Maybe going to the PCB side first for a second, is there a level of seasonality in that business as well similar to what you get on the semi test side of things?

David G. Tacelli

In our exposure over the last three quarters, two quarters really learning about the business and a quarter now being in the business, we haven’t seen it. I think it operates on a whole different pattern compared to the semiconductor cycle that we see for capital equipment on test and handling.

Patrick Ho – Stifel, Nicolaus & Company

You guys performed really well in the gross margin side particularly on the ETC Multitest side of things and you mentioned that was due to mix. How big of an impact is mix in terms of that segment’s business? Do you get some of that – I don’t want to say dramatic swing, but you really outperformed this quarter, what can we expect in terms of kind of quarter-by-quarter changes on the gross margin side in those business?

Mark J. Gallenberger

I wouldn’t expect wild swings like that going forward. I think there were just a couple of deals as well as just the mix within this quarter was a bit unusual when I look at some of the historical performance. I wouldn’t expect to have those types of huge variations. Of course, there will always be some variations but not for this magnitude and so that’s why you can see based upon the Q3 guidance that we gave, even though with the revenues being flat quarter-over-quarter we took about three points out of that margin and that’s because we’re looking at more the historical and we’re saying, “What’s a more normalized level?” That’s why I don’t think you’re going to be seeing those types of surprises if you will, at least not to that magnitude.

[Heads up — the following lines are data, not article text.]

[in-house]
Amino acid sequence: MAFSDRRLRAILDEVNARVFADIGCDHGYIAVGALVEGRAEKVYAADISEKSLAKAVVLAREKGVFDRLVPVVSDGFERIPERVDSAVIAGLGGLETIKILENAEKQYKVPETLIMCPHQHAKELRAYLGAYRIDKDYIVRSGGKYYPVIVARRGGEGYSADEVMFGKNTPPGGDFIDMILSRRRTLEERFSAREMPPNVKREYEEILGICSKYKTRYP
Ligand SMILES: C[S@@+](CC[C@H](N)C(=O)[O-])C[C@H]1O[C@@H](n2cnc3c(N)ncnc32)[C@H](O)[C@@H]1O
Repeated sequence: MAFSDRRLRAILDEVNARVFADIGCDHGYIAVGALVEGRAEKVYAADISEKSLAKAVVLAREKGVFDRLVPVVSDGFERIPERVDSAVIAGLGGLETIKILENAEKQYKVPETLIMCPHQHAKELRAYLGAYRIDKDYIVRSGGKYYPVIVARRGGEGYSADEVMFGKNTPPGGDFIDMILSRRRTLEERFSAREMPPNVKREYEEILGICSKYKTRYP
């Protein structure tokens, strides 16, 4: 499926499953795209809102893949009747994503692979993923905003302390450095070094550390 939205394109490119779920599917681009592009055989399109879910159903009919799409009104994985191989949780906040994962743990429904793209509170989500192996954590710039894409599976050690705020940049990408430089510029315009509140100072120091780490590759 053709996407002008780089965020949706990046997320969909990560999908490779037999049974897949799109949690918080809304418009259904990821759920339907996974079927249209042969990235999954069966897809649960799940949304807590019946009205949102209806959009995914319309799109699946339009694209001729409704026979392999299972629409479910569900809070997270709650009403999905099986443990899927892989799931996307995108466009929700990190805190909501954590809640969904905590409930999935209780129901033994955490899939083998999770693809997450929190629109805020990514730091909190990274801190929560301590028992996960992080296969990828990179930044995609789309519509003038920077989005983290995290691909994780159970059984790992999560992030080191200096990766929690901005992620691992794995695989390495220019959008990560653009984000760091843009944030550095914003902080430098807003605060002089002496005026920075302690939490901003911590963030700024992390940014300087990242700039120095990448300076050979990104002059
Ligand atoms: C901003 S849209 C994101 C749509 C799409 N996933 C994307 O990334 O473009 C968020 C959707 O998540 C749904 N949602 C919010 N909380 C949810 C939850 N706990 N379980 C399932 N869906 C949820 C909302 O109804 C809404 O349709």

Patrick Ho – Stifel, Nicolaus & Company

A final question in terms of the restructuring, it looks like you get a kind of a big step up in terms of going from your fiscal third quarter to the fourth quarter. Maybe not in specifics but how much of it do you see coming out of the cost of goods side versus on the expense side as you made that big step up from Q3 to Q4?

Mark J. Gallenberger

It’s still going to be mostly below the line meaning down in op ex.

Operator

Your next question comes from David Duley – Steelhead Securities.

David Duley – Steelhead Securities

[Inaudible] test is up rather dramatically sequentially, we haven’t seen that type of sequential increase in multiple years. Did stuff flow from last quarter into this quarter, or why are we seeing such a dramatic increase? Then the second question is usually the handler business goes hand-in-hand with the tester business but you’re guiding your handler business flat with the test business being up so much so I’d like some commentary there as well?

David G. Tacelli

I think it’s two factors contributing to the growth in the tester business. I think we see, similar to what some of our competitors have identified in the industry, there is general growth for certain market segments. We’ve identified a couple of those market segments as mobility. Mobility for us means PAs and some power devices. We’ve also mentioned automotive and that covers a wide range of analog components, power devices, and certain types of microcontrollers. We’ve also mentioned the microcontroller’s space which is really targeted at mostly. So I think the general trend in those businesses seems to be up.